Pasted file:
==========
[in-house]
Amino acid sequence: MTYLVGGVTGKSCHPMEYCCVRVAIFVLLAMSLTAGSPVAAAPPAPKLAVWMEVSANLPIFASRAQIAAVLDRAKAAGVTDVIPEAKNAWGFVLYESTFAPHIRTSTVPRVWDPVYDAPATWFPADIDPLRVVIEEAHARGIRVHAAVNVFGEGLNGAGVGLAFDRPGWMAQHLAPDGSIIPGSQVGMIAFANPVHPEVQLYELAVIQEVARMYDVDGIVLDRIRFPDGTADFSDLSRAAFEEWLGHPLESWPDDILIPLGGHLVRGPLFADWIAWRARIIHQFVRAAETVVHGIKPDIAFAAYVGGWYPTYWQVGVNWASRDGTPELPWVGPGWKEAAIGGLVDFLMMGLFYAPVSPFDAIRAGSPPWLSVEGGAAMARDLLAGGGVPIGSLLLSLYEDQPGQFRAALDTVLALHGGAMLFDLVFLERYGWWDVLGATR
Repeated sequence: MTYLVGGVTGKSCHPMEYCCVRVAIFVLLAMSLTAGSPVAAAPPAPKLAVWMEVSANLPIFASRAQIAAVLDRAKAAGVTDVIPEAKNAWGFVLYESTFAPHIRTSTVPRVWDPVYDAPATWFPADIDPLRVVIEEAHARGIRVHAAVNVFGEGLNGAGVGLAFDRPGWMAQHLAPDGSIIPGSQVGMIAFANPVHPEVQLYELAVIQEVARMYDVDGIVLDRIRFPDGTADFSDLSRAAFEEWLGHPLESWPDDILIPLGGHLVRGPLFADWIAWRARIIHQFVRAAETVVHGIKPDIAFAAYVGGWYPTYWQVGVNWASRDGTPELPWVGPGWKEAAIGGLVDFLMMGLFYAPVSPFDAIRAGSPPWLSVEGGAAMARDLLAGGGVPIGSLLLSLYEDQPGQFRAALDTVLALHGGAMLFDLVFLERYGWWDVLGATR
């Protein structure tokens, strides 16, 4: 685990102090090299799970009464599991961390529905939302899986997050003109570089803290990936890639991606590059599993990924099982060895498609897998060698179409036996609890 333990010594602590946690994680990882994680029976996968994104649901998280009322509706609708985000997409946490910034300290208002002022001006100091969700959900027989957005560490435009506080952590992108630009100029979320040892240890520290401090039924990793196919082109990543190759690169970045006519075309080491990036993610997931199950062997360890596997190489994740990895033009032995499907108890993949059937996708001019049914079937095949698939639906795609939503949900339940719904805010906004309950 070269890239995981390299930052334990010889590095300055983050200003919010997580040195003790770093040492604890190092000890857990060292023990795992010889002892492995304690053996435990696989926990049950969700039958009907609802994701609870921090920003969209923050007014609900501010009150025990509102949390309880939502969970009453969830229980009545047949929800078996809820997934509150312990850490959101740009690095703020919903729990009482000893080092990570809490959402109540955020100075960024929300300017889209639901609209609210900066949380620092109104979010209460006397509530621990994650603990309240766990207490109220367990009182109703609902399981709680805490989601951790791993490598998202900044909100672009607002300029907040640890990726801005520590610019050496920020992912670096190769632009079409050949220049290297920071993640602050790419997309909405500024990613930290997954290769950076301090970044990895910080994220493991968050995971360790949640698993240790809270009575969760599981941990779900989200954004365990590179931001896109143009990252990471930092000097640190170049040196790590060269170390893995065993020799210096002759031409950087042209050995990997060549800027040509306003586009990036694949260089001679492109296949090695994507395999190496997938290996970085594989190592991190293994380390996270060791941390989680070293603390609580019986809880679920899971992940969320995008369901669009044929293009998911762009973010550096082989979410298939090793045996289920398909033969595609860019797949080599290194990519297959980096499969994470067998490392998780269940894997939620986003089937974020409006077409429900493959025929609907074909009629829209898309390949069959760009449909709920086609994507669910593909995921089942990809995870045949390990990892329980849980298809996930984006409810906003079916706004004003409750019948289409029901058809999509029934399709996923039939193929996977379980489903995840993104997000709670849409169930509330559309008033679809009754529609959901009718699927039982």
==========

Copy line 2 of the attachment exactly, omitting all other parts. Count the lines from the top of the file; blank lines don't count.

Amino acid sequence: MTYLVGGVTGKSCHPMEYCCVRVAIFVLLAMSLTAGSPVAAAPPAPKLAVWMEVSANLPIFASRAQIAAVLDRAKAAGVTDVIPEAKNAWGFVLYESTFAPHIRTSTVPRVWDPVYDAPATWFPADIDPLRVVIEEAHARGIRVHAAVNVFGEGLNGAGVGLAFDRPGWMAQHLAPDGSIIPGSQVGMIAFANPVHPEVQLYELAVIQEVARMYDVDGIVLDRIRFPDGTADFSDLSRAAFEEWLGHPLESWPDDILIPLGGHLVRGPLFADWIAWRARIIHQFVRAAETVVHGIKPDIAFAAYVGGWYPTYWQVGVNWASRDGTPELPWVGPGWKEAAIGGLVDFLMMGLFYAPVSPFDAIRAGSPPWLSVEGGAAMARDLLAGGGVPIGSLLLSLYEDQPGQFRAALDTVLALHGGAMLFDLVFLERYGWWDVLGATR